One of the girls that survived said that she tried to get a life jacket down and couldn’t. I don’t know when they moved them overhead, so don’t know how they’re secured now. She and others are saying the captain was freaking, but did finally release the canopy, which was how the survivors made it to the surface.
        I never really thought much about the canopy because the windows are so wide and tall it would be easy to jump out. I honestly never thought about sinking, but did think about turning over. You can just hang your arm over the side and have your hand in the water. That’s how low they sit in the water.
        I was talking to a family member that rode one in the fall a few years back and asked her about the windows in cooler weather, we’ve never rode one in cooler weather. She said they had the windows down on the land tour, but the captain rolled the windows up before they went into the water and then put them back down when they exited the water.

        Liked by 1 person

        • michellc says:

          I’m trying to find some pictures we have around here while we were on them to show how wide the windows actually are, again I’ve never been on one with the windows rolled down, but without them it’s easy to get off the side.

          Like

            • michellc says:

              Looking through these pictures there is one submitted last month that shows how the life jackets are secured now. That is new since I rode one and I could see how that might be a chore to get one down. They’re also a different kind of life jacket than they did have.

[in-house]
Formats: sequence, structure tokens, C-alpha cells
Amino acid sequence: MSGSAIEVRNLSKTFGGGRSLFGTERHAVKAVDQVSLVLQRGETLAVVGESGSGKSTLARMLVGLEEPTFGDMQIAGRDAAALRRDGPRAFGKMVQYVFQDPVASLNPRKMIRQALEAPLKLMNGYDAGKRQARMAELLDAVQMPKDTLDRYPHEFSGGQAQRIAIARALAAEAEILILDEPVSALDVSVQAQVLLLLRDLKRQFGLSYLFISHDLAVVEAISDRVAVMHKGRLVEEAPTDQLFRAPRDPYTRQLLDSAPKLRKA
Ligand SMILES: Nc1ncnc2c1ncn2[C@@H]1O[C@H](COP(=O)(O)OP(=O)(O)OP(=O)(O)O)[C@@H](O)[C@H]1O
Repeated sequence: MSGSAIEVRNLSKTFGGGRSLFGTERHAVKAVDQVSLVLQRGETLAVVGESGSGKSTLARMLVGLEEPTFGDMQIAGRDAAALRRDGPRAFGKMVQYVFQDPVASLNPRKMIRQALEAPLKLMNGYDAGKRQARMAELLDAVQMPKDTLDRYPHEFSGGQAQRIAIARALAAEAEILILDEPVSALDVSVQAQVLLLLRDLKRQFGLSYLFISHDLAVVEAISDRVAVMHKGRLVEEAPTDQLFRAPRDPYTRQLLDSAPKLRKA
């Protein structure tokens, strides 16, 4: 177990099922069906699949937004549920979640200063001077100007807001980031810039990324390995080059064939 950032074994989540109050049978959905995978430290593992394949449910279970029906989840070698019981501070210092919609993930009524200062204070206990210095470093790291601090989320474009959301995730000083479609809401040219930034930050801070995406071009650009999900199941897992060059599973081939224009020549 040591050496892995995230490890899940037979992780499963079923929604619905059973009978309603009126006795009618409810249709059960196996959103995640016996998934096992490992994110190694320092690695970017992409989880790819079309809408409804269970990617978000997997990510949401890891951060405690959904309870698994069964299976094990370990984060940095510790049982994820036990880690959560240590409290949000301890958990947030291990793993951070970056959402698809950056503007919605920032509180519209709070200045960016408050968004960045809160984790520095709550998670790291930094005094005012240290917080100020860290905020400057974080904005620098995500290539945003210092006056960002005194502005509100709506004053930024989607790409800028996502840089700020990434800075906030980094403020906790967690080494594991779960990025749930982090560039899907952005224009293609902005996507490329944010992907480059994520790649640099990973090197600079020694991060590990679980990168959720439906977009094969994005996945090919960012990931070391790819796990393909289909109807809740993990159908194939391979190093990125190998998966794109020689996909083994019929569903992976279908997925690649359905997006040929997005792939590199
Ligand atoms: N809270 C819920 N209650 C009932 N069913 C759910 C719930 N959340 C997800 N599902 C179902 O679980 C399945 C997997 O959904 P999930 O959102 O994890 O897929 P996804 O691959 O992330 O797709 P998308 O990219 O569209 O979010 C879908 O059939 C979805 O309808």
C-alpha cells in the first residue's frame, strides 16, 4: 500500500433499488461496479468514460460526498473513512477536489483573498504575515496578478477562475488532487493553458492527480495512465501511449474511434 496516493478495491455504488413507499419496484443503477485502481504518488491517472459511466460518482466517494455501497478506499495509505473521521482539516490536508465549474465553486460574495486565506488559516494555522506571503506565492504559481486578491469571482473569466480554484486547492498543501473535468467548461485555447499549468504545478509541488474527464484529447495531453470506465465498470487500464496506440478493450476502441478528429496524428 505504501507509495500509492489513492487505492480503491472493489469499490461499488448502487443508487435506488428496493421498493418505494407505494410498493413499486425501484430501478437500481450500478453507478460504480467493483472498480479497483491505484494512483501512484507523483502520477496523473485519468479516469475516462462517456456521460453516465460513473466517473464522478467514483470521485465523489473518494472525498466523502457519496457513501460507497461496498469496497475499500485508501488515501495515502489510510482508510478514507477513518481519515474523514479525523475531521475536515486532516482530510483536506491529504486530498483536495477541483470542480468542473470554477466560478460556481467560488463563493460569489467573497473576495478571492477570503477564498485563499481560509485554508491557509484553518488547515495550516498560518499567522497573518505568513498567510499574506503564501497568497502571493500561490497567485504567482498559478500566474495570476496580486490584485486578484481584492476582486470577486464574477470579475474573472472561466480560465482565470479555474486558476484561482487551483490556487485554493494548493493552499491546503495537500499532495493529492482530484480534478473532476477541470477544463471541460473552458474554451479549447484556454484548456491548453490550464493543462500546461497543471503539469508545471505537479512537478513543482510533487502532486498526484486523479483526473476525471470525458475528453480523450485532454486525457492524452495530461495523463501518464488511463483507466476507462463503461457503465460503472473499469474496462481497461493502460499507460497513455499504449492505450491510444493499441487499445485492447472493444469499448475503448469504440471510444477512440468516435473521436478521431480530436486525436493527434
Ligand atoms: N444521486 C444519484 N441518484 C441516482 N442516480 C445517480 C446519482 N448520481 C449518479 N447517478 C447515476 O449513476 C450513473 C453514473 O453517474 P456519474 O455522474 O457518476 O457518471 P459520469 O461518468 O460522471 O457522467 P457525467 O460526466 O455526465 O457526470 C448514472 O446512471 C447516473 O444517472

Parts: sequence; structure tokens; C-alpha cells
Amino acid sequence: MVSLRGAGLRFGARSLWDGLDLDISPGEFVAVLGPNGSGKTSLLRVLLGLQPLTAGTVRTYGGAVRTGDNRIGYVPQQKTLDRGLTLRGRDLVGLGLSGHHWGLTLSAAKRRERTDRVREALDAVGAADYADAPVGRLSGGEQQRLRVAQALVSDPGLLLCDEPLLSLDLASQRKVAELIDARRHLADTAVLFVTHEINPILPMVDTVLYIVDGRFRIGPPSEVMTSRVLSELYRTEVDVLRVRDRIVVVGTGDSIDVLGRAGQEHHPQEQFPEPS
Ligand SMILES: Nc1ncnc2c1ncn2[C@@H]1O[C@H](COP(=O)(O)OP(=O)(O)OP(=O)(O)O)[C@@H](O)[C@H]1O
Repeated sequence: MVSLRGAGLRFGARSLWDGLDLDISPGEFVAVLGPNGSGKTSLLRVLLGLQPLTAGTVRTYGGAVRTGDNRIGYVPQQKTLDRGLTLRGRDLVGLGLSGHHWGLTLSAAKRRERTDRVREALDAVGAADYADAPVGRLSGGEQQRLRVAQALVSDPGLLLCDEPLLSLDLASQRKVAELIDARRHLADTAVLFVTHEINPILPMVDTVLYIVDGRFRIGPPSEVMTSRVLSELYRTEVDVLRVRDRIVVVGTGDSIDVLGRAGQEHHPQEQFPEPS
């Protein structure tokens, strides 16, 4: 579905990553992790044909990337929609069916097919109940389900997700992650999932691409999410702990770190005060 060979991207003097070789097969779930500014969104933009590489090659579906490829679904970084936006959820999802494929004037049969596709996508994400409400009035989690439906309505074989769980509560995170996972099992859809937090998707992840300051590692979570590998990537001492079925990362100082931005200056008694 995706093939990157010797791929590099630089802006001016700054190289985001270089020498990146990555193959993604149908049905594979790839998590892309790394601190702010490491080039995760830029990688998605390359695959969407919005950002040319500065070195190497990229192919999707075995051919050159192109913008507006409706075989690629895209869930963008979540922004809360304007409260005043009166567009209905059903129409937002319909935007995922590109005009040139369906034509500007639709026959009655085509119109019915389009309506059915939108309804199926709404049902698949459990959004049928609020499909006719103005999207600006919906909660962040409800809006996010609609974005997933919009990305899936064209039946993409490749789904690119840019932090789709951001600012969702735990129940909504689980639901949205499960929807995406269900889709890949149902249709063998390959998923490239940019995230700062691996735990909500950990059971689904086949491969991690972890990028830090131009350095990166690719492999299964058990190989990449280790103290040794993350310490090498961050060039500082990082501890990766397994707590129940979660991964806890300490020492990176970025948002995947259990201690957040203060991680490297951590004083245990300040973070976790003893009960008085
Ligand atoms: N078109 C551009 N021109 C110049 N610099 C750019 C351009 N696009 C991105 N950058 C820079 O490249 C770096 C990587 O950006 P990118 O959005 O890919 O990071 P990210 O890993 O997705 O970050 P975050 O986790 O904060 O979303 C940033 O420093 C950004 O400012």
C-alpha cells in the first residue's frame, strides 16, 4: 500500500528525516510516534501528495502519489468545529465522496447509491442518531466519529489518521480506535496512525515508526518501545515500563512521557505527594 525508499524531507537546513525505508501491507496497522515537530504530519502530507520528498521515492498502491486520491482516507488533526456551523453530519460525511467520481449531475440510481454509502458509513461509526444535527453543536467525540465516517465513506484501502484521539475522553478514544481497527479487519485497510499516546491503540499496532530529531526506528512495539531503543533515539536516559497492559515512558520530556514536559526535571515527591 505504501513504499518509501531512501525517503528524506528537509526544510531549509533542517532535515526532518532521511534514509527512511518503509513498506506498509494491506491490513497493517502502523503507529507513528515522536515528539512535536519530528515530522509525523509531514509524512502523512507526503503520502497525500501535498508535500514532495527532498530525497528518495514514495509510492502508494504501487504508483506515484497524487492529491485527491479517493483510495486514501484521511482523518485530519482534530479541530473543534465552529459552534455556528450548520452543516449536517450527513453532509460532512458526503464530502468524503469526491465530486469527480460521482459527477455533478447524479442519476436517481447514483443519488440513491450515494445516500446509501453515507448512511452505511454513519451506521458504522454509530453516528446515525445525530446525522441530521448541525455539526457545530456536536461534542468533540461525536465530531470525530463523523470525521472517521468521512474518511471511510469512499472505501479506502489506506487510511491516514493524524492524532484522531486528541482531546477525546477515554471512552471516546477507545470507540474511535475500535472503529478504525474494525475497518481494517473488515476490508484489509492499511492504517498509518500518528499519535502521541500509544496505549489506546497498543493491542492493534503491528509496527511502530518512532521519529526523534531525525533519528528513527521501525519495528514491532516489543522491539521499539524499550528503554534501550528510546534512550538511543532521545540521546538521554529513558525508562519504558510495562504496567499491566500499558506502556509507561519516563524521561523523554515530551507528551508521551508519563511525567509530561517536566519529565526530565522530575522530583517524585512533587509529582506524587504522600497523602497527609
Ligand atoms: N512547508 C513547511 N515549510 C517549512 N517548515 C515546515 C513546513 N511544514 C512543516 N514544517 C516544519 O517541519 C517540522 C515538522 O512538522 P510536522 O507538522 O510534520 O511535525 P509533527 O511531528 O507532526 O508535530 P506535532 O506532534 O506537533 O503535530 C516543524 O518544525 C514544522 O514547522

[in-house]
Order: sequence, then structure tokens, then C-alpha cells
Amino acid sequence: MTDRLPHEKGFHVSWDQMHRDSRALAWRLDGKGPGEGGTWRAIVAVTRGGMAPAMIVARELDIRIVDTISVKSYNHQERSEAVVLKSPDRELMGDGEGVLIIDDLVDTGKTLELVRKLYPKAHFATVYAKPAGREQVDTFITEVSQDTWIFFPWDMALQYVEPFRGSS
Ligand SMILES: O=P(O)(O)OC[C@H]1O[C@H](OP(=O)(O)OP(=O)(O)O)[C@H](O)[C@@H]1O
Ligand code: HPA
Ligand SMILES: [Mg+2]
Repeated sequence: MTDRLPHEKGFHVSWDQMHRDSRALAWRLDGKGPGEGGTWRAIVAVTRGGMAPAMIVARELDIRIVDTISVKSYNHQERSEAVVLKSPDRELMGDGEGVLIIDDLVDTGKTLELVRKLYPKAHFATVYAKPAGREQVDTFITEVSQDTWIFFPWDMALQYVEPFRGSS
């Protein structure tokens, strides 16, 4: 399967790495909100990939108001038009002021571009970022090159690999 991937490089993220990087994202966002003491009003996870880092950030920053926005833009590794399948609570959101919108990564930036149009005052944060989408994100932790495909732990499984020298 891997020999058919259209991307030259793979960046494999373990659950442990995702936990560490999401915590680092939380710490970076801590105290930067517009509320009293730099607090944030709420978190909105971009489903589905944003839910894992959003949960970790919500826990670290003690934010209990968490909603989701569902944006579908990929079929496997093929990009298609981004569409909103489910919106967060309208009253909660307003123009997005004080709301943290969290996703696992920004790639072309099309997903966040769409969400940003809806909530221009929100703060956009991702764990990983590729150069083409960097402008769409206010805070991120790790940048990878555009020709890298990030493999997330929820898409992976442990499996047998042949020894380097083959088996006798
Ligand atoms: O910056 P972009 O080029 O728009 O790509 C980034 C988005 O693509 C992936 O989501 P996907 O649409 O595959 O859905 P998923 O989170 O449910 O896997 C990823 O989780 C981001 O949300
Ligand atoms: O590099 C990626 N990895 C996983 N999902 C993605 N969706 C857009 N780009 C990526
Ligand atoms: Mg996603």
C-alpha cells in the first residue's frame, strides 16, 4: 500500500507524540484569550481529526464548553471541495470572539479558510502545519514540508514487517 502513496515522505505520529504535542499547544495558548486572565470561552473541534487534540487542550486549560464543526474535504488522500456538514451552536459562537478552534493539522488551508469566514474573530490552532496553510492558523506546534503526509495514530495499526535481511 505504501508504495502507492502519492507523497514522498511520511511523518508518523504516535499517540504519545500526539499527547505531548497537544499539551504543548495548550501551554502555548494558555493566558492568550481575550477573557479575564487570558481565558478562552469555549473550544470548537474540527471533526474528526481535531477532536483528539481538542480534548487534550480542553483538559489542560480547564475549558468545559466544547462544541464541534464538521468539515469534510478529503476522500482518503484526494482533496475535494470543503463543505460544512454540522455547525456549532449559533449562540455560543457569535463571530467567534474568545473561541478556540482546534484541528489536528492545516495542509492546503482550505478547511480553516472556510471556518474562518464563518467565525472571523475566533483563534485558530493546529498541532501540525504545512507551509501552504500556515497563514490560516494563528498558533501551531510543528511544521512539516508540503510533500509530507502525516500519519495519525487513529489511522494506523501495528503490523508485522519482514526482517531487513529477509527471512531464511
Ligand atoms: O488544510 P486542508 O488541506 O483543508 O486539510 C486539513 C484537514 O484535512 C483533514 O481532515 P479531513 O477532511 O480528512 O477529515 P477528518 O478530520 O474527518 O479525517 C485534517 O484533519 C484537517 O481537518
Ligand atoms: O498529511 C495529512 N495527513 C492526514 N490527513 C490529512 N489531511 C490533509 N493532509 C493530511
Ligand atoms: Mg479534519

Like

              • auscitizenmom says:

                I would be surprised if even one of those people on the tour could swim. And, getting the life vests down and putting them on a bunch of kids would probably have been an effort in futility. The children, at least, should have already had them on. My heart just breaks for that mother who was saved, but lost her husband and all three children.

                Like

                • michellc says:

                  For starters they should never have taken those boats out, it wasn’t hard to see the damage that storm was doing on it’s path towards you.

                  I live in Oklahoma so I get how you start ignoring T-Storm warnings, but not when you’re going on water. Heck I don’t even go bank fishing if we’re under warnings, much less going out in a boat.

                  That was the first mistake or possibly the first mistake. I think the first mistake might have been not showing those people how to get the life jackets down and how to put them on as it sounds like that was not done.

                  The next mistake was as soon as the waves started engulfing the boat they should have been ordered to put them on and if I had been on that boat I would have been telling them to jump over regardless of what the captain or driver was saying. It’s a miracle the other one didn’t sink as well.

                  Rolling down those windows was another huge mistake.

                  Like

        • auscitizenmom says:

          I am very uncomfortable putting my life in the hands of people I don’t know. You don’t know if you can trust their judgement. When I lived near San Diego, after my divorce, I was dating a really nice guy. He asked me to go to Baja Cal., Mexico with him and his friends. I had met his friends and they were very nice, stable, family people. He said they were furnishing everything. So, I asked about water. He said they would have that too. I declined the invite, because he was counting on other people, in other vehicles to take care of him. Some people had died not too long before then by getting separated from people they were traveling with and not having any provisions in the desert.

          Liked by 1 person